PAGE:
Highlights from The Atlantic's annual summit on urban innovation.

The Atlantic, the Aspen Institute, and Bloomberg Philanthropies on Monday and Tuesday hosted the third annual CityLab: Urban Solutions to Global Challenges in London. The event brought together 400 global city leaders—more than 40 mayors, plus urban theorists, city planners, scholars, architects, and artists—for a series of conversations about the big ideas that are shaping the world's cities and metro centers. CityLab.com readers can watch portions of the event below, and join the conversation on social media using #CityLab2015 and following @Atlantic_LIVE, @AspenInstitute, and @BloombergDotOrg.

About the Author

Most Popular

  1. A photo of an abandoned building in Providence, Rhode Island.
    Perspective

    There's No Such Thing as a Dangerous Neighborhood

    Most serious urban violence is concentrated among less than 1 percent of a city’s population. So why are we still criminalizing whole areas?

  2. a photo of cyclists riding beside a streetcar in the Mid Market neighborhood in San Francisco, California.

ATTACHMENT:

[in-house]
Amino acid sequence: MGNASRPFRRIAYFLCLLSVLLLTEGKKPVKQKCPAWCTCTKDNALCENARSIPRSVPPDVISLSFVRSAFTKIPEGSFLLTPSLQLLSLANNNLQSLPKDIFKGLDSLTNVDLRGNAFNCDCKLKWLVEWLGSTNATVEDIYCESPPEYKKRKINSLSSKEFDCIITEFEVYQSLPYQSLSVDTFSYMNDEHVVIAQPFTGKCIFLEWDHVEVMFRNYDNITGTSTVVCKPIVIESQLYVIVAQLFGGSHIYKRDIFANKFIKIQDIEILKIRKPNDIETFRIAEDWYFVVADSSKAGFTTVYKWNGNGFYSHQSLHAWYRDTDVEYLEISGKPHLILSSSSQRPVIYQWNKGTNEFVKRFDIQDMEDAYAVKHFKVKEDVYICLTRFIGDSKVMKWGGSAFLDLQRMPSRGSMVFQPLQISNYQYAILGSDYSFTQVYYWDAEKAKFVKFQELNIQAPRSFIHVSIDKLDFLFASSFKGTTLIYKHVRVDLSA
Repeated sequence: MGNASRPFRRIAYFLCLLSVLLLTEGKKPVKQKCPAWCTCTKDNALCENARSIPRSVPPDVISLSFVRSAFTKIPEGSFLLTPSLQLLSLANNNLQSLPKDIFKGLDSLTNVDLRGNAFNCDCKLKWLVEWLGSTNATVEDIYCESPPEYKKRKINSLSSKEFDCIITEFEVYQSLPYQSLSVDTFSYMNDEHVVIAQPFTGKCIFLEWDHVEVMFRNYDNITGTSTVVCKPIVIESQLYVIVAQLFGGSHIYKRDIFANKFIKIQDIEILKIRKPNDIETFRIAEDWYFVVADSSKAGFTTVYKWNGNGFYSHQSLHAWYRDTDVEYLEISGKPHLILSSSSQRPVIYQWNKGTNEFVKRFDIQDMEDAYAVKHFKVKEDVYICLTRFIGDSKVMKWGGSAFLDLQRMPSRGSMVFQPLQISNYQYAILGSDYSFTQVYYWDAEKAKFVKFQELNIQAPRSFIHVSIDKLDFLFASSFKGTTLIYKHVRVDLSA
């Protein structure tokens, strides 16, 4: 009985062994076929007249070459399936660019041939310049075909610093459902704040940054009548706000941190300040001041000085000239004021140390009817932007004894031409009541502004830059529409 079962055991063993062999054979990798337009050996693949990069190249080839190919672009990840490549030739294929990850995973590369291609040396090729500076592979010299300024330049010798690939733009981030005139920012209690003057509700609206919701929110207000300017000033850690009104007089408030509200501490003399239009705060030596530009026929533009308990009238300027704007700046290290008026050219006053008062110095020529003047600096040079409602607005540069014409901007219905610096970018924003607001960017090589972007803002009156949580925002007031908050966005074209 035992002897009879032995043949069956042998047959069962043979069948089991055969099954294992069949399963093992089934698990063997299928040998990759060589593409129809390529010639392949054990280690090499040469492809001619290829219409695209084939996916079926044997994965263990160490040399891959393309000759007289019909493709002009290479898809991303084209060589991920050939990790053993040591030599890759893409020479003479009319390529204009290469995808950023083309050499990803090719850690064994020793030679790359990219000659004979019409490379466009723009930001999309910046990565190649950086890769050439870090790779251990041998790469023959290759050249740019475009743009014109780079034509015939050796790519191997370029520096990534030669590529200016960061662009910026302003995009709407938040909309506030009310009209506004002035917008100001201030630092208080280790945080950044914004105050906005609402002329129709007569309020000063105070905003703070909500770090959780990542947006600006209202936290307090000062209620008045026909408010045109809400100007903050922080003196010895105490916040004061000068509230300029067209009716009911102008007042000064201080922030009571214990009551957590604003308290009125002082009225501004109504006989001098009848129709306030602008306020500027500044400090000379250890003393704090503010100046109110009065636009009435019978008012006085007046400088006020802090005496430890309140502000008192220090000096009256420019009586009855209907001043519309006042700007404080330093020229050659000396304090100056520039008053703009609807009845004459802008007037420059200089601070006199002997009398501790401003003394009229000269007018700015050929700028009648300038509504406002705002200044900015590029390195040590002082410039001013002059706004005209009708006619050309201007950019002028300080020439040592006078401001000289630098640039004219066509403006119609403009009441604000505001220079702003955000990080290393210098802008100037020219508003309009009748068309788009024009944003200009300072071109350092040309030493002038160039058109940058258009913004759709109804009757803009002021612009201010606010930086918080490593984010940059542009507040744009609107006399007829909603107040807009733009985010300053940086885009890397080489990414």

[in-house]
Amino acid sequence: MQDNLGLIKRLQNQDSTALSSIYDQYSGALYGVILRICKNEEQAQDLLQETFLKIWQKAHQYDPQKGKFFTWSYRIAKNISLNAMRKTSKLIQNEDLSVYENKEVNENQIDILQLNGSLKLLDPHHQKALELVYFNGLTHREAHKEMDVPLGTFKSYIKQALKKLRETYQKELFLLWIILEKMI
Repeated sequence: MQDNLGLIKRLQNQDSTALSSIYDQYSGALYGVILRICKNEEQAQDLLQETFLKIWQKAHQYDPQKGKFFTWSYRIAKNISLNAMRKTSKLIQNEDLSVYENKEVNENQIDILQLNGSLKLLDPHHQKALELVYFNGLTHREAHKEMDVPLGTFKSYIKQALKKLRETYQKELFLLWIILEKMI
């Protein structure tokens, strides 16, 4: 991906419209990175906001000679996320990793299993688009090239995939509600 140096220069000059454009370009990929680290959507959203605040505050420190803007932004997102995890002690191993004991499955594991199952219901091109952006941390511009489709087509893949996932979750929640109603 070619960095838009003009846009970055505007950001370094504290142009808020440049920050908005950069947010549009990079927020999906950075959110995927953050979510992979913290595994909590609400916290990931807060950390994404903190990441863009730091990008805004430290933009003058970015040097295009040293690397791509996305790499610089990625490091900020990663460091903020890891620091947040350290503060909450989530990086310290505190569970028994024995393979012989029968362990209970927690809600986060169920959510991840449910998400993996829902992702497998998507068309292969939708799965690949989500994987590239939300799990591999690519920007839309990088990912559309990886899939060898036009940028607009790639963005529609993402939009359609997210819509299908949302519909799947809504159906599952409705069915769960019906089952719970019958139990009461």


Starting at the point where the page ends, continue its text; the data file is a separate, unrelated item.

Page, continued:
Transportation

    San Francisco’s Busiest Street Is Going Car-Free

    A just-approved plan will redesign Market Street to favor bikes, pedestrians, and public transit vehicles. But the vote to ban private cars didn’t happen overnight.

  3. Bicycle riders on a package-blocked bicycle lane
    Perspective

    Why Do Micromobility Advocates Have Tiny-Demand Syndrome?

    In the 1930s big auto dreamed up freeways and demanded massive car infrastructure. Micromobility needs its own Futurama—one where cars are marginalized.

  4. a photo of a WeWork office building
    Life

    What WeWork’s Demise Could Do to NYC Real Estate

    The troubled coworking company is the largest office tenant in New York City. What happens to the city’s commercial real estate market if it goes under?

  5. a photo of Extinction Rebellion climate change protesters in London
    Environment

    When Climate Activists Target Public Transit

    The climate protest movement Extinction Rebellion is facing a backlash after disrupting commuters on the London Underground.

×